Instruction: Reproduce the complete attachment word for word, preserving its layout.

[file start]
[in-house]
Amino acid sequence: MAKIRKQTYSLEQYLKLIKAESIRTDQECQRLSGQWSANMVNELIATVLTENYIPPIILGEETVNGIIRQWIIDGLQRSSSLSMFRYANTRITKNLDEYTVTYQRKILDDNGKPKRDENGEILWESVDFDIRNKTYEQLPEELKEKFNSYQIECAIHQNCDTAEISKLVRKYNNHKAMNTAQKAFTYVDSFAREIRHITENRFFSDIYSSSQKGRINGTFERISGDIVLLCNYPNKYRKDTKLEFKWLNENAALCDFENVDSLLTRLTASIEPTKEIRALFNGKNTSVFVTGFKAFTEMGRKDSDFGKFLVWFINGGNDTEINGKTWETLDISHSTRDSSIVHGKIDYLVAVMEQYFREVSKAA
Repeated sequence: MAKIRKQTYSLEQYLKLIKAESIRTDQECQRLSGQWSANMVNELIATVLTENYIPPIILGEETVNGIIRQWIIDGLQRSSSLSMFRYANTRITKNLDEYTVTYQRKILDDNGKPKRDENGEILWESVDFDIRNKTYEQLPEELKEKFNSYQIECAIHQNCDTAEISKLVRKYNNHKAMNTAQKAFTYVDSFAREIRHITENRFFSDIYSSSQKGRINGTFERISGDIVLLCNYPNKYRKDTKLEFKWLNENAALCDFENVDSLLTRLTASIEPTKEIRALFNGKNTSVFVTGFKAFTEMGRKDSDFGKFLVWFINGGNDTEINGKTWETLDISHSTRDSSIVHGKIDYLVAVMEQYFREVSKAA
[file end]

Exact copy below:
[in-house]
Amino acid sequence: MAKIRKQTYSLEQYLKLIKAESIRTDQECQRLSGQWSANMVNELIATVLTENYIPPIILGEETVNGIIRQWIIDGLQRSSSLSMFRYANTRITKNLDEYTVTYQRKILDDNGKPKRDENGEILWESVDFDIRNKTYEQLPEELKEKFNSYQIECAIHQNCDTAEISKLVRKYNNHKAMNTAQKAFTYVDSFAREIRHITENRFFSDIYSSSQKGRINGTFERISGDIVLLCNYPNKYRKDTKLEFKWLNENAALCDFENVDSLLTRLTASIEPTKEIRALFNGKNTSVFVTGFKAFTEMGRKDSDFGKFLVWFINGGNDTEINGKTWETLDISHSTRDSSIVHGKIDYLVAVMEQYFREVSKAA
Repeated sequence: MAKIRKQTYSLEQYLKLIKAESIRTDQECQRLSGQWSANMVNELIATVLTENYIPPIILGEETVNGIIRQWIIDGLQRSSSLSMFRYANTRITKNLDEYTVTYQRKILDDNGKPKRDENGEILWESVDFDIRNKTYEQLPEELKEKFNSYQIECAIHQNCDTAEISKLVRKYNNHKAMNTAQKAFTYVDSFAREIRHITENRFFSDIYSSSQKGRINGTFERISGDIVLLCNYPNKYRKDTKLEFKWLNENAALCDFENVDSLLTRLTASIEPTKEIRALFNGKNTSVFVTGFKAFTEMGRKDSDFGKFLVWFINGGNDTEINGKTWETLDISHSTRDSSIVHGKIDYLVAVMEQYFREVSKAA